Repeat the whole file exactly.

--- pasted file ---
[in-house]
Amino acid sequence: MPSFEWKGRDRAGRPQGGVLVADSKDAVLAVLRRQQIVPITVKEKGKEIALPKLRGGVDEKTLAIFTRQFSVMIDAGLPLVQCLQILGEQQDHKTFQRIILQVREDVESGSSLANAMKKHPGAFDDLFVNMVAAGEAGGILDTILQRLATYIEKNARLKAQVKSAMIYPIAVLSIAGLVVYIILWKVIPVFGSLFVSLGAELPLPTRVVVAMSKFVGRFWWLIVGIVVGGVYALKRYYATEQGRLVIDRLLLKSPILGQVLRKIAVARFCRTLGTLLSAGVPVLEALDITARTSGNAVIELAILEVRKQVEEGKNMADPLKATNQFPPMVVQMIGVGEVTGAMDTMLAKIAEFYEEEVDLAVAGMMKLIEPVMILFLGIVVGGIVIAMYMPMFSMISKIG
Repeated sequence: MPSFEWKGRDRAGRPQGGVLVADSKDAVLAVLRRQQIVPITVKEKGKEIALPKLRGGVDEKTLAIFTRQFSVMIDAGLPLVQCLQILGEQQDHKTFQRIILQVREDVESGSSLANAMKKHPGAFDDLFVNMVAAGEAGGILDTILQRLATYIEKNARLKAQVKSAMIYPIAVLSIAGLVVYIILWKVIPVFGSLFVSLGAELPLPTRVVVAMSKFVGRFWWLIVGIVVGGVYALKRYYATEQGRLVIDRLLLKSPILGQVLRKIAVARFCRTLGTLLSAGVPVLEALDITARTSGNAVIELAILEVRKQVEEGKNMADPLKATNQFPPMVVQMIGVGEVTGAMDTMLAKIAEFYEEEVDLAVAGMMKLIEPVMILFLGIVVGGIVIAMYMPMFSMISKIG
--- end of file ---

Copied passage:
[in-house]
Amino acid sequence: MPSFEWKGRDRAGRPQGGVLVADSKDAVLAVLRRQQIVPITVKEKGKEIALPKLRGGVDEKTLAIFTRQFSVMIDAGLPLVQCLQILGEQQDHKTFQRIILQVREDVESGSSLANAMKKHPGAFDDLFVNMVAAGEAGGILDTILQRLATYIEKNARLKAQVKSAMIYPIAVLSIAGLVVYIILWKVIPVFGSLFVSLGAELPLPTRVVVAMSKFVGRFWWLIVGIVVGGVYALKRYYATEQGRLVIDRLLLKSPILGQVLRKIAVARFCRTLGTLLSAGVPVLEALDITARTSGNAVIELAILEVRKQVEEGKNMADPLKATNQFPPMVVQMIGVGEVTGAMDTMLAKIAEFYEEEVDLAVAGMMKLIEPVMILFLGIVVGGIVIAMYMPMFSMISKIG
Repeated sequence: MPSFEWKGRDRAGRPQGGVLVADSKDAVLAVLRRQQIVPITVKEKGKEIALPKLRGGVDEKTLAIFTRQFSVMIDAGLPLVQCLQILGEQQDHKTFQRIILQVREDVESGSSLANAMKKHPGAFDDLFVNMVAAGEAGGILDTILQRLATYIEKNARLKAQVKSAMIYPIAVLSIAGLVVYIILWKVIPVFGSLFVSLGAELPLPTRVVVAMSKFVGRFWWLIVGIVVGGVYALKRYYATEQGRLVIDRLLLKSPILGQVLRKIAVARFCRTLGTLLSAGVPVLEALDITARTSGNAVIELAILEVRKQVEEGKNMADPLKATNQFPPMVVQMIGVGEVTGAMDTMLAKIAEFYEEEVDLAVAGMMKLIEPVMILFLGIVVGGIVIAMYMPMFSMISKIG